Utility of Whole Genome Amplification (WGA) To Enable Virtual Karyotyping with SNP Arrays in Paraffin-Embedded Brain Tumor Biopsies with Limited Tissue
Sergio Pina-Oviedo, Karla Alvarez, Suzanne Z Powell, Chung C (Jeff) Chang, Federico A Monzon. The Methodist Hospital, Houston, TX
Background: Virtual karyotyping with SNP (single nucleotide polymorphism) arrays has been established as a novel and reliable diagnostic tool for several types of tumors, including brain tumors. Specific molecular alterations have been linked to central nervous system (CNS) neoplasms, such as co-deletion of 1p19q in oligodendrogliomas and overexpression of EGFR in glioblastomas. Frequently, very small samples are obtained from brain biopsies and the limited amount of tissue may limit the ability to obtain an accurate diagnosis. We evaluated the use of whole genome amplification (WGA) in order to perform virtual karyotyping in paraffin-embedded brain tissue biopsies.
Design: DNA was extracted from microdissected tissue from paraffin-embedded blocks in three cases of oligodendrogliomas and one case of glioblastoma that were confirmed by morphology and evaluated for 1p/19q deletions by fluorescence in-situ hybridization (FISH). WGA of extracted DNA was performed using the RepliG FFPE kit (Qiagen) with manufacturer's recommendation and with a modified protocol. Virtual karyotyping was then performed on these samples using Affymetrix 250K Nsp SNP arrays. Additional tumor samples from other tissue types were also evaluated to evaluate the reliability of the method.
Results: By using WGA with SNP arrays we were able to confirm the presence of 1p19q co-deletion starting from 50ng of DNA from the anaplastic oligodendroglioma and glioma samples. In addition, characteristic chromosomal imbalances were identified in the glioblastoma including amplification of EGFR. Our results correlated with the results obtained from FISH in all cases. The WGA method was successfully applied to samples from kidney and bone marrow specimens.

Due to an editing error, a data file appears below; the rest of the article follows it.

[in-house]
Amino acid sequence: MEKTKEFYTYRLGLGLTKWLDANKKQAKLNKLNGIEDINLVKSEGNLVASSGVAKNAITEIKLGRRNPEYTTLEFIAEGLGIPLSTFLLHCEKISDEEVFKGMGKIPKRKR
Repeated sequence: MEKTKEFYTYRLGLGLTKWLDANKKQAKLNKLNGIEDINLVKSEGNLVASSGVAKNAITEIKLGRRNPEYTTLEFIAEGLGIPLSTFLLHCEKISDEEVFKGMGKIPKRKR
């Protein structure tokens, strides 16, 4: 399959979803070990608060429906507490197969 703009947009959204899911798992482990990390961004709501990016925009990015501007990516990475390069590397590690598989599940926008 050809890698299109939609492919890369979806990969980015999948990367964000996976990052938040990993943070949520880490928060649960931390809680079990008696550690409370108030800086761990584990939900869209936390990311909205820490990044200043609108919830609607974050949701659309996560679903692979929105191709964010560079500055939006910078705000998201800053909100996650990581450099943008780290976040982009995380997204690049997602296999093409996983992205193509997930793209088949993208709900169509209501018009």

Conclusions: We demonstrate that whole genome molecular analysis tools can be used in samples with limited amount of tissue by using WGA and SNP cytogenomic arrays. Our data demonstrates that WGA can be potentially used as a diagnostic tool in small samples, especially those where diagnosis cannot be established on routine grounds but further testing is hampered by the limited amount of tissue. Although the efficacy our WGA approach was of 100% of the cases, larger series are necessary to confirm the reliability of this method. This technique should be of practical use in neuropathology, since frequently CNS biopsies are small and molecular analysis are increasingly used to confirm diagnoses and for selection of therapy.
Tuesday, March 20, 2012 1:00 PM
Poster Session IV # 273, Tuesday Afternoon